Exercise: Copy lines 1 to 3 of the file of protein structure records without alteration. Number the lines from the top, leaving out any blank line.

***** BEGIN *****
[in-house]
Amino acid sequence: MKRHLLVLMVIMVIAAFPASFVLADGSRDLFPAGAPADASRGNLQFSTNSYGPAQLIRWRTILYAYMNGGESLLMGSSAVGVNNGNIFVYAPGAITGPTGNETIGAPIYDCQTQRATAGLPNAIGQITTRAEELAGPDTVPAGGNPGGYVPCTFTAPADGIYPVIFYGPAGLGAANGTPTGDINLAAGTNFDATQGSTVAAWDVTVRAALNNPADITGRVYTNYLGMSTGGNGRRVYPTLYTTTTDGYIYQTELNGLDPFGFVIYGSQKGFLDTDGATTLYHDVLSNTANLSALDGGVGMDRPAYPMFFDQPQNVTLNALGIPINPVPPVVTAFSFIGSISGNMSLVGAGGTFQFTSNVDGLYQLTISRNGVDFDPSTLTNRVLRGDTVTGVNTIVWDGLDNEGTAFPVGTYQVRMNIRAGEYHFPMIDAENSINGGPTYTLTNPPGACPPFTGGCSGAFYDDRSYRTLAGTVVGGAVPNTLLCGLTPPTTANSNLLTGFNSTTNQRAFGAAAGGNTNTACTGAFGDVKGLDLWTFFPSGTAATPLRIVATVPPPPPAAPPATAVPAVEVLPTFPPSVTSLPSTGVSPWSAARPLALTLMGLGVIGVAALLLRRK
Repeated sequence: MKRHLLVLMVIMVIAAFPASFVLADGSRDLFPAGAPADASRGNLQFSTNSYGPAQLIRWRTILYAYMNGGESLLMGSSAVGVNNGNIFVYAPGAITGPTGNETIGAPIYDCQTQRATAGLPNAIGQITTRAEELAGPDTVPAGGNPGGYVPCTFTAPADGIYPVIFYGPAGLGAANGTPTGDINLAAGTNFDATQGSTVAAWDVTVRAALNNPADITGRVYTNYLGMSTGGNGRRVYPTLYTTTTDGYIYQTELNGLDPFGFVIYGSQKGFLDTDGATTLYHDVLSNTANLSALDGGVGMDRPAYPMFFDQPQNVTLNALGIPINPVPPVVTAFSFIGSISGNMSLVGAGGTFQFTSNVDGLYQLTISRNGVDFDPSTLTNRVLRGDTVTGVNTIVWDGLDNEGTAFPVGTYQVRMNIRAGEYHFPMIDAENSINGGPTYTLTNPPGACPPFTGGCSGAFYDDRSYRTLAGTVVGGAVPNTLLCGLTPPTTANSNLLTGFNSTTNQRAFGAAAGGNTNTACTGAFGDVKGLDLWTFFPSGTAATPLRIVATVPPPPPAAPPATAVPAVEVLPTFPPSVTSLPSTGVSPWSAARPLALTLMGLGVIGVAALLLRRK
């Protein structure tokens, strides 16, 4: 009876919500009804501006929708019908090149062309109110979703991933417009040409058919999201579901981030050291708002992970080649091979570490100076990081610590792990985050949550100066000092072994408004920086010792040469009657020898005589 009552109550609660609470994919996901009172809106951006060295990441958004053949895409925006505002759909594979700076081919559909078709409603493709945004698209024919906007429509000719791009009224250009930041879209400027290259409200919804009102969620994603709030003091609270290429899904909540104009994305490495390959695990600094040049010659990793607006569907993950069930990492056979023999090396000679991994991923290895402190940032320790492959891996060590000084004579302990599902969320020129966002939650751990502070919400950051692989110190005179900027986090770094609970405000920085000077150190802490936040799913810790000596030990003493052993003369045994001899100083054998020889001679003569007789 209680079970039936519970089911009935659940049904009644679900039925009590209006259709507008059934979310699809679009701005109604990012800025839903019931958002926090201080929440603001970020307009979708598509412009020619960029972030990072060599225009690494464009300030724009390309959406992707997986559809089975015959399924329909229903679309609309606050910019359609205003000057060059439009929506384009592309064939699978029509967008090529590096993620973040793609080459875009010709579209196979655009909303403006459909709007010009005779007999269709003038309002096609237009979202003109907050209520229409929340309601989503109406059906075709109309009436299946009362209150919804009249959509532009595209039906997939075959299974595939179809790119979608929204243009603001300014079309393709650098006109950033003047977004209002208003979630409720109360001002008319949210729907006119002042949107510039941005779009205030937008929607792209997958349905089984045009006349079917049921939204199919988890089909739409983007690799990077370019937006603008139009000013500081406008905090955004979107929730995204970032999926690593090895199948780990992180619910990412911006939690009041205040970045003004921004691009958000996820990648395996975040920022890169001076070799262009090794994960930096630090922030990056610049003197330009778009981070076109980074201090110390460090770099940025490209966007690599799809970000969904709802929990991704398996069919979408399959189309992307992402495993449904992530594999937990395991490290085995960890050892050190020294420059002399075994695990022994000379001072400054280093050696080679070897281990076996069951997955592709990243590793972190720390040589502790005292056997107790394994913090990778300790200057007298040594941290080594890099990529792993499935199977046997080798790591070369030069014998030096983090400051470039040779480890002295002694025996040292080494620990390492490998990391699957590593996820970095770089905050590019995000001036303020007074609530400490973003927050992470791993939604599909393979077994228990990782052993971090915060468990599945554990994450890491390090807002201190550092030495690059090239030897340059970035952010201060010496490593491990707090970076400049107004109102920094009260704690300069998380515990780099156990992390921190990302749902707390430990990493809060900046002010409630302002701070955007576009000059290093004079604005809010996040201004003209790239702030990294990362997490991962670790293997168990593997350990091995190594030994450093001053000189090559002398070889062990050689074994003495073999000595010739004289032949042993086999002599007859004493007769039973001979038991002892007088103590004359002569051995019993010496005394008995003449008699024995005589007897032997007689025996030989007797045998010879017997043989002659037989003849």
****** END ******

[in-house]
Amino acid sequence: MKRHLLVLMVIMVIAAFPASFVLADGSRDLFPAGAPADASRGNLQFSTNSYGPAQLIRWRTILYAYMNGGESLLMGSSAVGVNNGNIFVYAPGAITGPTGNETIGAPIYDCQTQRATAGLPNAIGQITTRAEELAGPDTVPAGGNPGGYVPCTFTAPADGIYPVIFYGPAGLGAANGTPTGDINLAAGTNFDATQGSTVAAWDVTVRAALNNPADITGRVYTNYLGMSTGGNGRRVYPTLYTTTTDGYIYQTELNGLDPFGFVIYGSQKGFLDTDGATTLYHDVLSNTANLSALDGGVGMDRPAYPMFFDQPQNVTLNALGIPINPVPPVVTAFSFIGSISGNMSLVGAGGTFQFTSNVDGLYQLTISRNGVDFDPSTLTNRVLRGDTVTGVNTIVWDGLDNEGTAFPVGTYQVRMNIRAGEYHFPMIDAENSINGGPTYTLTNPPGACPPFTGGCSGAFYDDRSYRTLAGTVVGGAVPNTLLCGLTPPTTANSNLLTGFNSTTNQRAFGAAAGGNTNTACTGAFGDVKGLDLWTFFPSGTAATPLRIVATVPPPPPAAPPATAVPAVEVLPTFPPSVTSLPSTGVSPWSAARPLALTLMGLGVIGVAALLLRRK
Repeated sequence: MKRHLLVLMVIMVIAAFPASFVLADGSRDLFPAGAPADASRGNLQFSTNSYGPAQLIRWRTILYAYMNGGESLLMGSSAVGVNNGNIFVYAPGAITGPTGNETIGAPIYDCQTQRATAGLPNAIGQITTRAEELAGPDTVPAGGNPGGYVPCTFTAPADGIYPVIFYGPAGLGAANGTPTGDINLAAGTNFDATQGSTVAAWDVTVRAALNNPADITGRVYTNYLGMSTGGNGRRVYPTLYTTTTDGYIYQTELNGLDPFGFVIYGSQKGFLDTDGATTLYHDVLSNTANLSALDGGVGMDRPAYPMFFDQPQNVTLNALGIPINPVPPVVTAFSFIGSISGNMSLVGAGGTFQFTSNVDGLYQLTISRNGVDFDPSTLTNRVLRGDTVTGVNTIVWDGLDNEGTAFPVGTYQVRMNIRAGEYHFPMIDAENSINGGPTYTLTNPPGACPPFTGGCSGAFYDDRSYRTLAGTVVGGAVPNTLLCGLTPPTTANSNLLTGFNSTTNQRAFGAAAGGNTNTACTGAFGDVKGLDLWTFFPSGTAATPLRIVATVPPPPPAAPPATAVPAVEVLPTFPPSVTSLPSTGVSPWSAARPLALTLMGLGVIGVAALLLRRK